By Natasha Phillips
14 Dec – The news this week that Iranian officials have been testing ballistic missiles has taken the verbal sparring between America and Iran to another level. Secretary of State Mike Pompeo urged the United Nations on Wednesday to ban Iran from carrying out further tests. While the terms of the JCPOA invite Iran to abstain from such activities, the agreement does not go so far as to ban them. A December report released by the UN Security Council includes the view, held by Representatives from Israel, France, Germany, the UK and Northern Ireland, that the missile tests are destabilizing and increasing regional tensions. British Foreign Secretary Jeremy Hunt publicly condemned the tests in a government press release, calling them dangerous and provocative.
Iran denies that the tests are in breach of the JCPOA, which requires the missiles to be capable of delivering nuclear weapons. Iran’s Ambassador to the United Nations Eshagh Al Habib told the UN Security Council that the missiles were only capable of delivering conventional warheads rather than any nuclear weaponry.
• As students, municipal workers and oil workers continue to strike, reports from media outlets around the world and civil rights organizations about missing demonstrators, more mass detentions and another wave of arrests targeting new groups are causing concern around the world. Human Rights Watch released information Thursday, on what the charity is calling an escalated crackdown on lawyers. Over the last month, Iran’s revolutionary courts have sentenced at least three lawyers to lengthy prison terms for human rights activism and one other lawyer has since been arrested. Human rights lawyers Qasem Sholehsadi and Arash Keykhosravi were sentenced to six years in prison. Mohammad Najafi, who is also a human rights lawyer, and is currently serving a three-year sentence for exposing torture in prison, has been sentenced to a further 13 years on two other sets of charges. Human rights lawyer Amir Salar Davoudi has been detained since 20 November. Several more lawyers remain in detention, including prominent human rights defender Nasrin Sotoudeh; her husband, Reza Khandan; and Farhad Meysami, who were all arrested for their peaceful protest against compulsory hijab laws. The erosion of basic freedoms inside Iran has led Canada’s lawmakers to urge Justin Trudeau’s government to boycott Iranian officials for human rights violations.
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• The state of Iranian children’s human rights went largely unreported on World Human Rights Day. US sanctions and government mismanagement of domestic policies in Iran are hitting children hardest, crippling their access to clean water, food, shelter and education. Some government figures suggest that 80 percent of Iran’s population now live below the poverty line, with youth unemployment as high as 63 percent. UNICEF has been assisting Iran with initiatives to close some of these gaps. However, this has proven rather more difficult over the last twelve months. It’s not just Iranian children inside Iran whose basic rights are in jeopardy. Undocumented Afghan children in Iran are also susceptible to abuses. Research by Iran Human Rights Monitor claims that 80 percent of children in Iran who face sexual exploitation are Afghan child refugees. As one of only a few countries to implement the death penalty as part of its criminal justice system, Iran is also the most prolific executioner of children. The practice is in direct breach of Iran’s obligations under the Convention on the Rights of the Child, but a Reservation embedded into the agreement allows Iran’s government to side-step clauses inside the Convention that conflict with its domestic laws.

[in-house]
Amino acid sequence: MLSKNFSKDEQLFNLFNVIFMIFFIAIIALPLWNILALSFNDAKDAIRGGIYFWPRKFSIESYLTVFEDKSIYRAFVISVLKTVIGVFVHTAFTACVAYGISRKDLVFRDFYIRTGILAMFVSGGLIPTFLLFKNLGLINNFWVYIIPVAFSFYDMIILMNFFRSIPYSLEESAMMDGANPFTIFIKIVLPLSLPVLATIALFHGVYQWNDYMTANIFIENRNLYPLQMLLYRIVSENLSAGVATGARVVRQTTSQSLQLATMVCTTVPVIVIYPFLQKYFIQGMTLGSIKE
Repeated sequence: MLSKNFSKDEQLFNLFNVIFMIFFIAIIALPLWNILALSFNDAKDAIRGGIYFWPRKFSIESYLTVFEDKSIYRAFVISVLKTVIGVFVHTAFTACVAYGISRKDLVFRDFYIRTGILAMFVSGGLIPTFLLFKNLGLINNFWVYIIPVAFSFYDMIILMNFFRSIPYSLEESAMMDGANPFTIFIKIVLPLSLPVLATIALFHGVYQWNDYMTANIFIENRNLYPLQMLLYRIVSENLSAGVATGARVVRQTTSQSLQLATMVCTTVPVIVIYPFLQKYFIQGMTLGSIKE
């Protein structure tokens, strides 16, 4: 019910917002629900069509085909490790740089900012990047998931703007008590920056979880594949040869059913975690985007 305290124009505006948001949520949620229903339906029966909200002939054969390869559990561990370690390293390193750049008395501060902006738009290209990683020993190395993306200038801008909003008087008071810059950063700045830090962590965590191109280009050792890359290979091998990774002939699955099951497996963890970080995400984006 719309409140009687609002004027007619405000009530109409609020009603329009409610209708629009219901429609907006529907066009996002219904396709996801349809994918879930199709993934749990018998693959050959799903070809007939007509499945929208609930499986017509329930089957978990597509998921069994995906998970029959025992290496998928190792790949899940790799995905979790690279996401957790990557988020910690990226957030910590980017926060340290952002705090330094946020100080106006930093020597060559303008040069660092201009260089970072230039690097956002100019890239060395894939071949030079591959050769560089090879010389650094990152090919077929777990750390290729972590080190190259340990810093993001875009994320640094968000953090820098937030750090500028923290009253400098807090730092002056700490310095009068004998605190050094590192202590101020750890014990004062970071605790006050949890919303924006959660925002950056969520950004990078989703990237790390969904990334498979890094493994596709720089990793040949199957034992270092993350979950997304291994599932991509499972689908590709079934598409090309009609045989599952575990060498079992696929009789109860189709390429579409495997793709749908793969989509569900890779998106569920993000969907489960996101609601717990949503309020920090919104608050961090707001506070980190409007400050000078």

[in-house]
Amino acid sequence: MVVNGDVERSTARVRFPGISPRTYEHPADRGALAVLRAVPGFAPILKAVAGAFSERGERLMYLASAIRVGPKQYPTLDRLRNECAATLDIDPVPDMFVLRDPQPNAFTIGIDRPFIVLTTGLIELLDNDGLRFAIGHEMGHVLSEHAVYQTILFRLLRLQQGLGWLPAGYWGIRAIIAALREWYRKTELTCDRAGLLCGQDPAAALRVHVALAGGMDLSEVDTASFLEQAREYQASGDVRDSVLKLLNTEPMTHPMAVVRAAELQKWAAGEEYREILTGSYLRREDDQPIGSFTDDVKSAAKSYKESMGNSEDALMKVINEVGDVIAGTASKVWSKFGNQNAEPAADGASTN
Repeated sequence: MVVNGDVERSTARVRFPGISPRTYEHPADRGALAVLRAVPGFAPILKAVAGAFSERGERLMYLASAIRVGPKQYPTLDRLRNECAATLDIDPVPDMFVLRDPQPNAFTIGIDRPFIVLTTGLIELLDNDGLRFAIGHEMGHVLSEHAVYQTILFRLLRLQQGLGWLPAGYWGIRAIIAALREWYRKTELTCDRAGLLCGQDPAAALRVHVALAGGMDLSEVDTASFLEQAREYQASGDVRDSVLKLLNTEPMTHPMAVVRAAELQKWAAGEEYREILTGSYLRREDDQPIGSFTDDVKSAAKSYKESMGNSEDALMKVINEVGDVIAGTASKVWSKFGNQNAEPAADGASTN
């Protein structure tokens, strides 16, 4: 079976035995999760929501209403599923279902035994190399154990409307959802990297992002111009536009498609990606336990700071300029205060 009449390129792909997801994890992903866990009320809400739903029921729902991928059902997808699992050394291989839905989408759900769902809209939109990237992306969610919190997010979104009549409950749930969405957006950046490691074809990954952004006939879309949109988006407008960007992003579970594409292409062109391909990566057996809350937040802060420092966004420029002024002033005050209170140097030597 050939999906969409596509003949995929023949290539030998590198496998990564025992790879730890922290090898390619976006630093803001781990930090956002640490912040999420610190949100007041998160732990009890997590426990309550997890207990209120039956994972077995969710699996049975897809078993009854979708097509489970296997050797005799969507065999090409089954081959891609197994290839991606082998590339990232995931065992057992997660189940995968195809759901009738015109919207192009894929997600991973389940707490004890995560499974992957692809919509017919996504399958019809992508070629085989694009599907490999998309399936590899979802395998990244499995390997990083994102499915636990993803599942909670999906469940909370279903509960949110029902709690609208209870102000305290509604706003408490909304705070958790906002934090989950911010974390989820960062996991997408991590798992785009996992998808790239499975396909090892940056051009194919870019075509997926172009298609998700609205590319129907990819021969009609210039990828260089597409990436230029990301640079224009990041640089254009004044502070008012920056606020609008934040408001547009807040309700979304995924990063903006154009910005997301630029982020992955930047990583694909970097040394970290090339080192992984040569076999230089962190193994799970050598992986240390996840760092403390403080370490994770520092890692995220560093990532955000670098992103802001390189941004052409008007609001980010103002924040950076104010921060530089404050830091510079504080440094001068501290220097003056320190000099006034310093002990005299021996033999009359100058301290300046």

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• A report prepared by investigators inside Iran has revealed that more than 100 projects undertaken by the Majlis have never been completed in what constitutes a squandering of time and resources. Masoud Pezeshkian, deputy speaker of the Islamic Consultative Assembly (Iran’s Parliament), spoke about the findings as he was interviewed during a television program, explaining that the projects were riddled with problems which had been ongoing for forty years. The findings cement the government’s failure to address corruption and bribery inside Iran. In December alone, the Islamic Consultative Assembly received 365 requests for investigation, with 118 of those confirmed to have been passed on to and approved by parliament. It is estimated that the total cost for carrying out these investigations to date is $30 billion. Projects which never reached fruition included plans to set up Free Universities.
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• A group of 200 filmmakers sent an open letter to President Hassan Rouhani and Abbas Salehi, Minister of Culture and Islamic Guidance Abbas Salehi, asking for greater creative freedom. Currently, under government legislation, filmmakers are required to obtain a permit before beginning a project. The measure allows the government to monitor film content and to censor any material they feel is inappropriate or in breach of its policy and laws. In the letter, filmmakers have called the current guidelines patronizing and have asked the government to stop interfering in the creative process, so that independent Iranian cinema can have the opportunity to thrive. The letter has been signed by several internationally acclaimed filmmakers including Nasser Taghvai, who was nominated for the Palme d’Orat the Cannes Film Festival; Dariush Mehrjui, founding member of the Iranian New Wave movement; and Shahram Mokri, whose film ‘Fish & Cat’ won the Orizzonti Award for innovative content at the 70th Venice International Film Festival.
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